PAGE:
State Senate passes bill expanding prohibited weapon zones
Feb 12, 2024, 8:40 PM | Updated: Feb 14, 2024, 3:40 am
(File photo: Seth Perlman, AP)
In a move sure to aggravate gun owners and send cheers through the anti-gun crowd, the Washington state Senate passed a bill, broadening the scope of specific places where individuals are prohibited from knowingly carrying weapons.
It extends the list of prohibited areas beyond the existing locations such as jails, courtrooms, health facilities, taverns, and airports.
Under the new legislation, individuals would be barred from carrying weapons in public libraries, accredited zoos or aquariums, and transit stations or facilities owned or operated by transit authorities.
This expansion marks a significant step in tightening regulations surrounding weapons possession in public spaces, reflecting recent bills that have put more restrictions on guns.
“I hear from my constituents day in and day out – they want us to address gun safety,” the bill’s sponsor, Sen. Javier Valdez (D-Seattle), said. “They want to ensure that they feel safe out there, their families especially with their kids are going to libraries, parks, zoos, aquariums, transit centers, that’s where they want to feel safe.”
The bill restricts the open carrying of a firearm at the locations and does not cover someone with a concealed weapons permit.
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Republicans vs. Democrats on the bill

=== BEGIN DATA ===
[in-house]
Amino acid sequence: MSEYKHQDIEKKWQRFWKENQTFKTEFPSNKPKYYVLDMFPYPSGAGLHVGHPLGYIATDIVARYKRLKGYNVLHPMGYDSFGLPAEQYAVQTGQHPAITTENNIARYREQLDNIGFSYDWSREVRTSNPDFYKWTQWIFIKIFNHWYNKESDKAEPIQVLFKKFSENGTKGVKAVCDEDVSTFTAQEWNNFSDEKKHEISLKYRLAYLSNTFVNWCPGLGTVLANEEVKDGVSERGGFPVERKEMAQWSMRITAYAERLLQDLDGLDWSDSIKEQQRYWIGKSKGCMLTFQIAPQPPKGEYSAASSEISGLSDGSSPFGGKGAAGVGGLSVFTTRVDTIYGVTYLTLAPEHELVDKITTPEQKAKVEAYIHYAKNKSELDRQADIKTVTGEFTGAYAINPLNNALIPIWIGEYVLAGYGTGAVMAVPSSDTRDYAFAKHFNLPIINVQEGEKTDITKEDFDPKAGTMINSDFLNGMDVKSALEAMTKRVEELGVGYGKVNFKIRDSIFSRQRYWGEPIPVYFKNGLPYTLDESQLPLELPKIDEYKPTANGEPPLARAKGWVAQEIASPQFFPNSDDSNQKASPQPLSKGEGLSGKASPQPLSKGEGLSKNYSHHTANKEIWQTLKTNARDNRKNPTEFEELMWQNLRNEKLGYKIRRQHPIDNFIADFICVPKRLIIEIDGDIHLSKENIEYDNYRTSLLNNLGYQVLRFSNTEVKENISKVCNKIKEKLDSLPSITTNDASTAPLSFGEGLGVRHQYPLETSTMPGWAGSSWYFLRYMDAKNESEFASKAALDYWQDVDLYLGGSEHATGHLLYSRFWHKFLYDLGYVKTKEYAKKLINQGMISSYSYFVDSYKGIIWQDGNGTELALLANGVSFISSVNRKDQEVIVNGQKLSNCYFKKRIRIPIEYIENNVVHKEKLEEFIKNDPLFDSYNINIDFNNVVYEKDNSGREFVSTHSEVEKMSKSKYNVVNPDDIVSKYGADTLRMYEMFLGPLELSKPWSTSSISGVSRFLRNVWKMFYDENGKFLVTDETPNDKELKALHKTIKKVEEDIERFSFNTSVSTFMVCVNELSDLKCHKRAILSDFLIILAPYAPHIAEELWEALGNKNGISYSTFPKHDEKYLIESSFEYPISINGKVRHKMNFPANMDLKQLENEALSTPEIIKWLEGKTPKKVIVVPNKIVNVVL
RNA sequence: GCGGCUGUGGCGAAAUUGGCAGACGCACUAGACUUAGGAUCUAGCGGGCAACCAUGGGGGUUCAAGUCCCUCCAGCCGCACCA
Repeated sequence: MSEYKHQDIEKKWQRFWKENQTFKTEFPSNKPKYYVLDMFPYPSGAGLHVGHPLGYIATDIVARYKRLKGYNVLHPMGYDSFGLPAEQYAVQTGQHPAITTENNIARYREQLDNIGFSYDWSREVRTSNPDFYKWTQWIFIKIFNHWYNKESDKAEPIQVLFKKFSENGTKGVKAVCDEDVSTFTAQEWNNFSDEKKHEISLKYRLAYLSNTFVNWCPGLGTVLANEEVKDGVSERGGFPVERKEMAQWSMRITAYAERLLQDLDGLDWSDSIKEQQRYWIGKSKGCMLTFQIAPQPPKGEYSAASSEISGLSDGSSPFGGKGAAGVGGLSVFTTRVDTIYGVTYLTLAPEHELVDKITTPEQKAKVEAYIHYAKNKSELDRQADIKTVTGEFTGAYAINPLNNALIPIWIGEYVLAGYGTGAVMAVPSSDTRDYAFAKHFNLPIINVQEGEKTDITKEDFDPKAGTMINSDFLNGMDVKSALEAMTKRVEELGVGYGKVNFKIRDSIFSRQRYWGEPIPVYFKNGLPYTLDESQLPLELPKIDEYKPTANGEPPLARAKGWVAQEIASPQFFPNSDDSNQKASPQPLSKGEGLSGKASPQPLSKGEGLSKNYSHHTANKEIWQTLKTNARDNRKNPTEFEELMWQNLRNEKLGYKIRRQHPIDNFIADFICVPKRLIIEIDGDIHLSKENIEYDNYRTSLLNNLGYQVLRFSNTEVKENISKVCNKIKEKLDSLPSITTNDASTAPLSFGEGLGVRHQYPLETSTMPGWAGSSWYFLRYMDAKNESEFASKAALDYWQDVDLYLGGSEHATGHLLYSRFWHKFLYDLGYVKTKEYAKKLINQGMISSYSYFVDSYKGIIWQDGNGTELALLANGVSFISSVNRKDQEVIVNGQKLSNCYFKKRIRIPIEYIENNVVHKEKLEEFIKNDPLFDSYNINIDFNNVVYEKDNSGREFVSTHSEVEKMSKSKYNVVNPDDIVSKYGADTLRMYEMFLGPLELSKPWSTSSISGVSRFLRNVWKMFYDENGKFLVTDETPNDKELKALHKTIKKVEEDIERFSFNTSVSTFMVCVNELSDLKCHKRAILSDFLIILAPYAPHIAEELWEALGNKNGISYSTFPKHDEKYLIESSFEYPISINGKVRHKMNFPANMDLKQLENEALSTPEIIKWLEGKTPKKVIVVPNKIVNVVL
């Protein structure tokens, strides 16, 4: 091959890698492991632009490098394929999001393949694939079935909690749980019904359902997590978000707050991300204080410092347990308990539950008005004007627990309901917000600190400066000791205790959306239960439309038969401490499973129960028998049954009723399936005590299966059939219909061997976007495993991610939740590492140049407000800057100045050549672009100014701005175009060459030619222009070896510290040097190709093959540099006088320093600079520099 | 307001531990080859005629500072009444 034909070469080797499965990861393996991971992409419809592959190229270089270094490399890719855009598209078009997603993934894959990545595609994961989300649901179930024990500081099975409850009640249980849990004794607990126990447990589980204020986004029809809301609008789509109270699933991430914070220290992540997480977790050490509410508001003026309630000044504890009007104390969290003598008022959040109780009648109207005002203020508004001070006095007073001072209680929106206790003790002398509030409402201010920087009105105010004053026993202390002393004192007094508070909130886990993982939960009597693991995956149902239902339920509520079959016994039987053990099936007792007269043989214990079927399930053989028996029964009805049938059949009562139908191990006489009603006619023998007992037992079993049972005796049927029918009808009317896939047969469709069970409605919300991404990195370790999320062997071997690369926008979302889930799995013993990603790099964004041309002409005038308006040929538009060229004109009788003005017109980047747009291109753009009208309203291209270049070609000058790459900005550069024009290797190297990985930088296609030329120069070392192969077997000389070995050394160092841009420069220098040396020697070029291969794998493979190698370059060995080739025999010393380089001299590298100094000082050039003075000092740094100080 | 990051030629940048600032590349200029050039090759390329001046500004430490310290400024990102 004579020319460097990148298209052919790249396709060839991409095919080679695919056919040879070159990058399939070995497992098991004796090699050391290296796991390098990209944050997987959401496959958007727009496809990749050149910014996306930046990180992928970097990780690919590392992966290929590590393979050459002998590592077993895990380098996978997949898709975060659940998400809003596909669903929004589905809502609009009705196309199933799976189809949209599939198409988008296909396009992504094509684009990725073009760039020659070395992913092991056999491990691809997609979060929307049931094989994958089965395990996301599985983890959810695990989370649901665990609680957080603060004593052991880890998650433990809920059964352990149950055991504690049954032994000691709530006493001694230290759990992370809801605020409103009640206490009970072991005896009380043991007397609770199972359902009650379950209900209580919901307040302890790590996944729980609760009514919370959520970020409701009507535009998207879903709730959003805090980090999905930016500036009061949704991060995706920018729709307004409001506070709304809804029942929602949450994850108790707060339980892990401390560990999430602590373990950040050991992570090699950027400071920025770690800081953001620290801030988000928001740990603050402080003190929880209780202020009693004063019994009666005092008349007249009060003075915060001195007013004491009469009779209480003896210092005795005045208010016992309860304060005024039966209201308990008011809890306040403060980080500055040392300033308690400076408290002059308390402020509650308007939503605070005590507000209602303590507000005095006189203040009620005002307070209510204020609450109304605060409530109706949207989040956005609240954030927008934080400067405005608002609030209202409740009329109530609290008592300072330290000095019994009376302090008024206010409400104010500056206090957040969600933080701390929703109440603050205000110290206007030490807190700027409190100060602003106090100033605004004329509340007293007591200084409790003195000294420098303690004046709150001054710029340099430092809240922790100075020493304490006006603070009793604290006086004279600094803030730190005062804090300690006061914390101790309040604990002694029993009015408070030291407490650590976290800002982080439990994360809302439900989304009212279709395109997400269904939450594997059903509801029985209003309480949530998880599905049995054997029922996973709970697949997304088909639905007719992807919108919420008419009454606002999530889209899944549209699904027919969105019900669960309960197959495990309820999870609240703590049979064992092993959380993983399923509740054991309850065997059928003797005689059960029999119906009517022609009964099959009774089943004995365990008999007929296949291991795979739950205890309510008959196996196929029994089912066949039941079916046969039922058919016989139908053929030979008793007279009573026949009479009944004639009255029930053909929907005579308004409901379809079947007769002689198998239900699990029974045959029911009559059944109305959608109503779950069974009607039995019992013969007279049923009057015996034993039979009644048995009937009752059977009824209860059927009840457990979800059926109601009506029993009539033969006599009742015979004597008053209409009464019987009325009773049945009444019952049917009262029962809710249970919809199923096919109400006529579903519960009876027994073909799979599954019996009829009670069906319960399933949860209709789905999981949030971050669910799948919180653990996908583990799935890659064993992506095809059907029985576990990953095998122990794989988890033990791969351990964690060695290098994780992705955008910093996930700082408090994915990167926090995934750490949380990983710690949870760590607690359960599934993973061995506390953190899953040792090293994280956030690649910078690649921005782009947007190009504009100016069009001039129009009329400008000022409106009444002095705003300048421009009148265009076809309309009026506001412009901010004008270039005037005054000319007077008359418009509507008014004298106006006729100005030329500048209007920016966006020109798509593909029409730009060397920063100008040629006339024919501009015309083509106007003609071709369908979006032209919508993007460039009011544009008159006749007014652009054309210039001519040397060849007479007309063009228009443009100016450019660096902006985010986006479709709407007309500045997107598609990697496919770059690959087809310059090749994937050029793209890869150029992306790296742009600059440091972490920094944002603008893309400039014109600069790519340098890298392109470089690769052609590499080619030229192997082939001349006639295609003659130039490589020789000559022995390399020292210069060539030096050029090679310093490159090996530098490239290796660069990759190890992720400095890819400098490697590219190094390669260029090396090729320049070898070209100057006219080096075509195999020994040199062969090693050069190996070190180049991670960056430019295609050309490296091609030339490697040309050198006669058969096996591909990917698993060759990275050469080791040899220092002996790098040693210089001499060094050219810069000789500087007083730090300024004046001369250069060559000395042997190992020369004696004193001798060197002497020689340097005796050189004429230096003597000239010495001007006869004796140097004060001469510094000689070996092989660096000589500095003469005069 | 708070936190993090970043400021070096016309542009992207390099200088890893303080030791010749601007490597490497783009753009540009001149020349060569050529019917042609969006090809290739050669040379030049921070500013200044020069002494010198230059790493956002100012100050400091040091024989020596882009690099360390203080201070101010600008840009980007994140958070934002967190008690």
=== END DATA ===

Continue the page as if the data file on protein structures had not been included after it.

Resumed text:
Republicans took particular issues with banning open-carry on public transit and at transit centers.
“We have a lot of crime happening on transit,” said Sen. Lynda Wilson, R-Vancouver, who proposed an amendment removing transit locations from the list. “If you’re out and about and have to take the train home late at night, you have no way to defend yourself if you don’t have a concealed pistol license.”
Wilson added that “certainly the people that you’re trying to keep off those trains, won’t care whether or not you tell them they can’t carry that gun, and they will show you that they have it.”
Sen. Jamie Peterson, D-Seattle, countered Wilson’s argument.
“I want to assure you as a daily transit rider, on both link light rail and Metro buses, I will neither be safer, nor feel safer, with people walking around openly carrying,” said Peterson said.
The amendment failed on a voice vote.
Should the bill become law, a violator could be convicted of a gross misdemeanor with a jail term of 364 days and/or a fine of up to $5,000.
Sen. Keith Wagoner, R-Snohomish County, said it discriminates against hunters who don’t have their own vehicle and rely on public transportation.
“Under this bill, no long guns would be allowed to be moved (on public transit). I want to address this for hunters who don’t have their own transportation that live in rural areas like I do” says Wagoner.
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Sen. Phil Fortunato, R-Auburn, says law abiding gun owners that open carry in public places are being unfairly vilified.
He told a story about hiking in Mount Rainier National Park, open carrying a gun on his hip which is allowed.
“People saw that gun on my hip, and they got farther and farther and farther away, all the way up until the point that somebody said there’s a bear on the trail. Then all of a sudden, everybody got closer and closer and closer. The person (who) carries a firearm is carrying a firearm to protect himself, his children, his family, and perhaps others,” Fortunato said.
SB 5444 heads to the House for debate and a potential floor vote.